In the middle of the square at the north exit of Ephesus, there are the remains of a structure indicating a complex floor plan. It belongs to the baths built in the 6th century.
A large hall with an apse at each end stretches along the western side of the building. It can be called a “rest area” On the side facing the street in the east, it has two structural complexes that look separated and different from each other.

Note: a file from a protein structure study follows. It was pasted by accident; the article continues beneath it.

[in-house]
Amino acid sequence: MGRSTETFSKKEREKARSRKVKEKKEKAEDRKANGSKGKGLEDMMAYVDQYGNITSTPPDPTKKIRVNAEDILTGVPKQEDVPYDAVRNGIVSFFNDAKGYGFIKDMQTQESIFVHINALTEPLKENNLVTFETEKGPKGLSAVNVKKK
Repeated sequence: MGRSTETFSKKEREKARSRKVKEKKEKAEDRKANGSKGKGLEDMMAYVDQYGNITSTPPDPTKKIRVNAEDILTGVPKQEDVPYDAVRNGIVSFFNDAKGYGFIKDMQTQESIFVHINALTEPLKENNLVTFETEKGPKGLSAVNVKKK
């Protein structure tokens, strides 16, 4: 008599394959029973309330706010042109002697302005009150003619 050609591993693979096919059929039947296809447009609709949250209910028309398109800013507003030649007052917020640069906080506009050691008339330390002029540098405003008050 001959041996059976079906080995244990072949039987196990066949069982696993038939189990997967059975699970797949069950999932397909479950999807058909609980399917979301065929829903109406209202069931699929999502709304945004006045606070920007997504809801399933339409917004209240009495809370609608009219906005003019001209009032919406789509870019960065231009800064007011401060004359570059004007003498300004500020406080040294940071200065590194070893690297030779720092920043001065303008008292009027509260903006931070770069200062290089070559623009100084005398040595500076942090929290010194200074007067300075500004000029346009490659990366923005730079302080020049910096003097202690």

In the middle of the one in the south, there is a hall with curved corners. The function of this hall has not yet been established. The doors in the east and west give access to smaller halls with an apse. The other side of the structure exhibits a more complex plan. The tepidarium is in the middle and there are many small rooms on the eastern side. Many large earthenware jars were unearthed during the excavations.
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